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Tuesday, November 06, 2012 

How can continuity be a problem when it's long been ruined?

USA Today interviewed Jon Hodgman of the Daily Show, mostly about the Legion of Super-Heroes which he's been a fan of for a long time, and he said something I just don't agree with:
Why do you feel the Legion's been rebooted so many times, and what do you feel has held up best about it throughout these reboots? For that matter, what do you feel has been lost?

Comics have a problem, and that is continuity — the obsession with placing the characters in an existing world, where every event is marked in canon. You're supposed to believe that these weepy star boys of now are the same gung-ho super teens fighting space monsters in the '60s, and they've only aged perhaps five years.

It eventually strains credulity, and can shackle a writer who wants to try a something new. Very few narrative forms have to deal with this principle, and a fan base that gets mad when it's violated, except for maybe soap operas (which is what comics are).

So there are these periodic memory wipes and start-overs. But to me, it never felt right with the Legion. There are just too many of these kids, none of them is iconic, the whole pleasure is the continuity — the evolution of comic styles and sensibility encoded in their being.
I fully disagree. Continuity is character development, and can also serve to set special character traits in place that serve the heroes' likability and plausibility too, that writers with sense and respect for the casts of characters do well to follow. It also helps keep things consistent and provides ideas for later writers to build on. As for age factor, it sounds like he never read newspaper strips like Peanuts, Dick Tracy, Beetle Bailey and Brenda Starr, all of which kept their leads at virtually the same ages and nobody ever complained about that. For Peanuts, it was practically the whole point that the stars like Charlie Brown remain little kids. And while Jim Davis celebrates Garfield's anniversary every year in June, he's still remained pretty much the same "age" himself. So too has his owner Jon Arbuckle, now that I think of it. The challenge is in keeping most of the stories stand-alone, which helps continuity far better.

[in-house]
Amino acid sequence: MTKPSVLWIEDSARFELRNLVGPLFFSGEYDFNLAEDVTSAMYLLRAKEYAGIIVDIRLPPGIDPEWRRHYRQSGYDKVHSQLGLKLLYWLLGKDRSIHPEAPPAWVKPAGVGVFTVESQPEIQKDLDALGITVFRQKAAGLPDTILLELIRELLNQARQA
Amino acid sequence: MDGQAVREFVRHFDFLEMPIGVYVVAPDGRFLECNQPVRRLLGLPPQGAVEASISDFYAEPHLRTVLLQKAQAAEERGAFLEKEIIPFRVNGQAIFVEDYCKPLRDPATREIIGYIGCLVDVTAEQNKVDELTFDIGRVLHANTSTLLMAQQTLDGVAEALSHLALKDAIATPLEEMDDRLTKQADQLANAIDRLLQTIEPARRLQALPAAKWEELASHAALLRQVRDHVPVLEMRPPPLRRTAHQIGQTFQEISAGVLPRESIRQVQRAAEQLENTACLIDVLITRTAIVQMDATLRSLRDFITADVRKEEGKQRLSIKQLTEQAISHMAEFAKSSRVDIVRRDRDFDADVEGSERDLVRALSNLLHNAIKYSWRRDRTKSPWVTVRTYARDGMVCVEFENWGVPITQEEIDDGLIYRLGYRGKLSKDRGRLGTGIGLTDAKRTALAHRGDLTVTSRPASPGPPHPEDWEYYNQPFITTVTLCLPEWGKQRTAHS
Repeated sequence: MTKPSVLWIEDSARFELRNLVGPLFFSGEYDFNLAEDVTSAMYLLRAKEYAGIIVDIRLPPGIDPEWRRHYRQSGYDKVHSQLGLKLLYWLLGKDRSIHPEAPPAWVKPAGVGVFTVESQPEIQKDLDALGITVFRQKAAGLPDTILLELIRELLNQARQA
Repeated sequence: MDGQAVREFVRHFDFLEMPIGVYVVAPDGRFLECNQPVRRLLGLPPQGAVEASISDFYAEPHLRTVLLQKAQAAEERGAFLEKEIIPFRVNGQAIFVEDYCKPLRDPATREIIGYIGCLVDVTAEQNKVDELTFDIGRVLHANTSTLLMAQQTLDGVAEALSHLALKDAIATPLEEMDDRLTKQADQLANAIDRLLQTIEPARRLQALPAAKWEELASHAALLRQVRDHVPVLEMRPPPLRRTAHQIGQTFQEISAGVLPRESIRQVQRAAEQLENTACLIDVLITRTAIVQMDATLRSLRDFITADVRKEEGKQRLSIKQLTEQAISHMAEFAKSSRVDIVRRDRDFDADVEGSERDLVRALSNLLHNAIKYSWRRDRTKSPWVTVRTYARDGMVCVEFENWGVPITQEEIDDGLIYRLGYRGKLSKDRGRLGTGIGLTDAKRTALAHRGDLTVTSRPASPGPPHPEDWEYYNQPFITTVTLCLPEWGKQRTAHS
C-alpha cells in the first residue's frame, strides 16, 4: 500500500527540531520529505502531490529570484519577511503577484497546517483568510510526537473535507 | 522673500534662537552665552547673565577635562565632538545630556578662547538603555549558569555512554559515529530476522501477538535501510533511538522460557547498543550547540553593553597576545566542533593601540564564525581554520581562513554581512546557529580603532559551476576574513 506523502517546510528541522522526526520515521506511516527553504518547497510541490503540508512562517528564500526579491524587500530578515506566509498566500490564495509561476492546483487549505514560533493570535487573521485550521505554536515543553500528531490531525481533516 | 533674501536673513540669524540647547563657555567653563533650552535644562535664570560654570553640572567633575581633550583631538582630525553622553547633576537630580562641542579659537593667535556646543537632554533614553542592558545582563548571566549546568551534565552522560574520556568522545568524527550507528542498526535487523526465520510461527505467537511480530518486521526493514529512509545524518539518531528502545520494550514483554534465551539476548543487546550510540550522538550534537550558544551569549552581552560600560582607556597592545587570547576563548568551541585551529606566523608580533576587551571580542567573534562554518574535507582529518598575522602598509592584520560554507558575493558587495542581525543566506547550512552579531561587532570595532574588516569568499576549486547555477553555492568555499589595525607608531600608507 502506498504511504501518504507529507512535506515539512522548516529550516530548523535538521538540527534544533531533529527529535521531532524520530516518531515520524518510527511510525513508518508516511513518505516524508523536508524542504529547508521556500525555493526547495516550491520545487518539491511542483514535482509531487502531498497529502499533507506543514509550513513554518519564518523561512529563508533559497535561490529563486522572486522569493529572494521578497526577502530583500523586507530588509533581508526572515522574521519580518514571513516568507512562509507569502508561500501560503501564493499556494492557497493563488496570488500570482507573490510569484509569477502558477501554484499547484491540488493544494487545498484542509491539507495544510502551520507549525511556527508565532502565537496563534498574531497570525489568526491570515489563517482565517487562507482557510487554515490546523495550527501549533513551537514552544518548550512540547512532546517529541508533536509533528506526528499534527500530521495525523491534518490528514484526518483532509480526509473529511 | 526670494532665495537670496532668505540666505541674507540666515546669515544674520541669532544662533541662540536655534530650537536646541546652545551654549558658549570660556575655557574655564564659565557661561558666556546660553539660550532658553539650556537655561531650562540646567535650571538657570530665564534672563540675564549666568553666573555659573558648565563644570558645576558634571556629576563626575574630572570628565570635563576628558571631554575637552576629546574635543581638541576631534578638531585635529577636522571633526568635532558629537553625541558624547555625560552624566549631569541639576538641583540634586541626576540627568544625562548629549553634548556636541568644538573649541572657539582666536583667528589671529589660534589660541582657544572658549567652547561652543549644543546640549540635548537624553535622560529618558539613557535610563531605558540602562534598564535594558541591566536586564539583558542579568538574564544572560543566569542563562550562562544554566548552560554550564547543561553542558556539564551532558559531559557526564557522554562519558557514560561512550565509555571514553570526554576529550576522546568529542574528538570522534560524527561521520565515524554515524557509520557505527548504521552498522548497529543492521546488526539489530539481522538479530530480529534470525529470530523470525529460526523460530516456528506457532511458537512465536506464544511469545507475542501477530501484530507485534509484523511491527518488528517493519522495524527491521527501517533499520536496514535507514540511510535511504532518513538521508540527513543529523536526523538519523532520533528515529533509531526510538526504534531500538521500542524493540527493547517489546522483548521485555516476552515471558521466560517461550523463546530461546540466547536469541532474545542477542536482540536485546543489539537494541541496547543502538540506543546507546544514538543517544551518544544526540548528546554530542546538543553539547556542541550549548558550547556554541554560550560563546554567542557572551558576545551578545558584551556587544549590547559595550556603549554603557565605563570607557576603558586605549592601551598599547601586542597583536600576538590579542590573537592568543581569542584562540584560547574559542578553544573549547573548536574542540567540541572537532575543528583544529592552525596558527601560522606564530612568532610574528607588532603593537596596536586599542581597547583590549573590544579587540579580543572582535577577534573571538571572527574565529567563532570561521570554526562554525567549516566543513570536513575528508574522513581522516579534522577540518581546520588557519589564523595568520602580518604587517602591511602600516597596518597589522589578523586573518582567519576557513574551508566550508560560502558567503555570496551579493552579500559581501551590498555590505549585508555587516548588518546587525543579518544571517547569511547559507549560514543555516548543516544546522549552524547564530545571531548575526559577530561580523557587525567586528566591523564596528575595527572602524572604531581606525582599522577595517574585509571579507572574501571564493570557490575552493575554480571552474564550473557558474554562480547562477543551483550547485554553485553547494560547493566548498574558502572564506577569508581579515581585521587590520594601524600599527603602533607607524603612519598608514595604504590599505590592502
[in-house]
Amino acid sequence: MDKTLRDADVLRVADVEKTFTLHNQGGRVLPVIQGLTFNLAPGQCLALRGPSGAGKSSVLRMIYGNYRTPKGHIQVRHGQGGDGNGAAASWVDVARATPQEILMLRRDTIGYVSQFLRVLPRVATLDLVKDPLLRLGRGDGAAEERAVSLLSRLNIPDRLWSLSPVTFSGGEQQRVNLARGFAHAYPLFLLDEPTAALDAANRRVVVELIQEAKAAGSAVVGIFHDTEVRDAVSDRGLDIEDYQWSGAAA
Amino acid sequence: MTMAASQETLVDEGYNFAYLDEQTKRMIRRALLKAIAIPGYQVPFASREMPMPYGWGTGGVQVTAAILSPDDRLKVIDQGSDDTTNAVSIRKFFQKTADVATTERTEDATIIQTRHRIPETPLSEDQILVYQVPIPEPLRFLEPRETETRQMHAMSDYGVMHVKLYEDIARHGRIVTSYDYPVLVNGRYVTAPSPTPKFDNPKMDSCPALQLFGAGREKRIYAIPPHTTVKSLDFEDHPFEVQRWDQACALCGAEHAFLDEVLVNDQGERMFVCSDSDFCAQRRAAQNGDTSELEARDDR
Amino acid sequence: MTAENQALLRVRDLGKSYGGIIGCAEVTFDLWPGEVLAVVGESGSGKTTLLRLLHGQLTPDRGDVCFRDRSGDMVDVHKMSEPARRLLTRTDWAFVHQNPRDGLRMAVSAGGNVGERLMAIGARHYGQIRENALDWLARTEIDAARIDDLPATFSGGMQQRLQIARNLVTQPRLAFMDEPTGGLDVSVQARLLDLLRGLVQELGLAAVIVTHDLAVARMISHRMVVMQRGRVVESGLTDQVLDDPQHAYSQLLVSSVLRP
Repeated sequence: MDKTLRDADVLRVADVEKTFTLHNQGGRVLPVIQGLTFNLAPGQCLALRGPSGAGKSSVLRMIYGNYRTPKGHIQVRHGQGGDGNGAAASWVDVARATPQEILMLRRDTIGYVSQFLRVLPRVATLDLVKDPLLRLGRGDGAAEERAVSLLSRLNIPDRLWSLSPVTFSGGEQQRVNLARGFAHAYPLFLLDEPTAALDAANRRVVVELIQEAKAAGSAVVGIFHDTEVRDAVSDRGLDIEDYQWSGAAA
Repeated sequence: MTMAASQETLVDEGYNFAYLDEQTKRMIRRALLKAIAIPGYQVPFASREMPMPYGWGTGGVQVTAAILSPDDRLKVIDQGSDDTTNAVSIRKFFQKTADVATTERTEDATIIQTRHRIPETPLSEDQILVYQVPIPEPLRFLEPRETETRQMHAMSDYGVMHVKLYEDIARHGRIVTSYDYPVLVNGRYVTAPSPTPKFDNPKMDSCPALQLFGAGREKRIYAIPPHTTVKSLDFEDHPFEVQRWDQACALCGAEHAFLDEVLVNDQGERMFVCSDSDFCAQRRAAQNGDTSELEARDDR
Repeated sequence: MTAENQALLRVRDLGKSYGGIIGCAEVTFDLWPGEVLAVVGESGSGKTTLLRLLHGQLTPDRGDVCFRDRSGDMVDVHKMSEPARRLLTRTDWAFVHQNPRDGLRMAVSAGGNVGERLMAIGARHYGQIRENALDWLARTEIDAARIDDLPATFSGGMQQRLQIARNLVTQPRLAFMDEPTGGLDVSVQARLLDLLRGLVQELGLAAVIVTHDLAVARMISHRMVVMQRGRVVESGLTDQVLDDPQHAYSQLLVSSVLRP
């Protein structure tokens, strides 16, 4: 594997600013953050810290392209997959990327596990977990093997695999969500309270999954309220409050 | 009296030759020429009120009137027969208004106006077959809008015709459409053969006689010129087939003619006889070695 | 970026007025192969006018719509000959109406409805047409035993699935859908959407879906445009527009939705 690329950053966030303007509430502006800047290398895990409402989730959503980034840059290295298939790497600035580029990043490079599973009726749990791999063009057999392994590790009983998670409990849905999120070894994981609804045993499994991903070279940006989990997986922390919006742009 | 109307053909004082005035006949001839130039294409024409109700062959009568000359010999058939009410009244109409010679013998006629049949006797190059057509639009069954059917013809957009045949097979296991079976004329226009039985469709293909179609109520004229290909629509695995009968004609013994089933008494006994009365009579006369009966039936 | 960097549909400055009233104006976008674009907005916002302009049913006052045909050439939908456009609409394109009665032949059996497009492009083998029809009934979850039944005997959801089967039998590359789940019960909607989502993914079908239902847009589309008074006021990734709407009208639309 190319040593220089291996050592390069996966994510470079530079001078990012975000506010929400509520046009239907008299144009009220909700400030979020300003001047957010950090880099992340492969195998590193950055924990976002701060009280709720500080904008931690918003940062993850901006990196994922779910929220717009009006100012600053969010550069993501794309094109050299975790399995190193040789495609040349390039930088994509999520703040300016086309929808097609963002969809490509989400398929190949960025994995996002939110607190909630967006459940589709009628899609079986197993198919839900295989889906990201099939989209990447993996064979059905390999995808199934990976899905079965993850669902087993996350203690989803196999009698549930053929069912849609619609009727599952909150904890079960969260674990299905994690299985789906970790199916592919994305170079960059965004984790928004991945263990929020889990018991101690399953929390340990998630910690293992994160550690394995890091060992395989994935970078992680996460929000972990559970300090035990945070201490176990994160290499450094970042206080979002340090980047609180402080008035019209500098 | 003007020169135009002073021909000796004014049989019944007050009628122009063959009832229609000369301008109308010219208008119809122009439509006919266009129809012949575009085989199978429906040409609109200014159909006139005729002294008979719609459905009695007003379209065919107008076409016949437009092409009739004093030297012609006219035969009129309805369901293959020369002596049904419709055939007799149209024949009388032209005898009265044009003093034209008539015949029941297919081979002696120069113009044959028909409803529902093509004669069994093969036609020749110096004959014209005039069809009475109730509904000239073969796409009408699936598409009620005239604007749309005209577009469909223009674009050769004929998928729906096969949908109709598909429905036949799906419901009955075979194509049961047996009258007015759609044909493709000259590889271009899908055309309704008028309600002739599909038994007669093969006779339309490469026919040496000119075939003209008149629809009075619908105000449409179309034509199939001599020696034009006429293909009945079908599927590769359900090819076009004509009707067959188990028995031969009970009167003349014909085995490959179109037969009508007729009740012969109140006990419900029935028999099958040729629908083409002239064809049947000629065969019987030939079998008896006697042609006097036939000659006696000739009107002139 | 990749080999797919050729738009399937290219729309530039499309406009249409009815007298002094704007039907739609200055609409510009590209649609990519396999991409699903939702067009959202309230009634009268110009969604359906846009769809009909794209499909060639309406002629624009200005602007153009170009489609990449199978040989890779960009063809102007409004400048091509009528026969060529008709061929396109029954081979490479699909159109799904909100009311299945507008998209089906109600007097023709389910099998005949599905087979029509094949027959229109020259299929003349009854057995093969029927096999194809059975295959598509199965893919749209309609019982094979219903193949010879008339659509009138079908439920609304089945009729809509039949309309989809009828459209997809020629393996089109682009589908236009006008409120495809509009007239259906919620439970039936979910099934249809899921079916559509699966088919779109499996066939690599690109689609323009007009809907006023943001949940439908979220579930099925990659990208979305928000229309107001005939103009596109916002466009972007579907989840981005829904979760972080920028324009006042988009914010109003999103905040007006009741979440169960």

But what's really laughable here is that he must've been living in a bubble for quite a while - continuity's been virtually destroyed in the past decade at both DC and Marvel, with Identity Crisis ignoring/retconning past storylines and developments solely for the sake of it, and Spider-Man's Sins Past going out of its way to make both Gwen Stacy and Mary Jane Watson look bad. And that's just the beginning.

I also think it's ridiculous if he's suggesting the Legion's popularity be based on iconism instead of how well written the story is. And at one time, it was...but no longer. Even the Legion and its continuity's been one of the biggest victims of the modern obsession with publicity stunts, when it got changed post-Zero Hour in 1994.

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The guy's worried about 'credulity' in a universe of time- travelers, real life Greco-Roman gods and space aliens. All that's ok, but keeping your characters around the same age is like, so totally unbelievable.

Batman is a character so-and-so years old, he has an adventure, then he has another one in the next issue. And so on. Don't overthink it, man.

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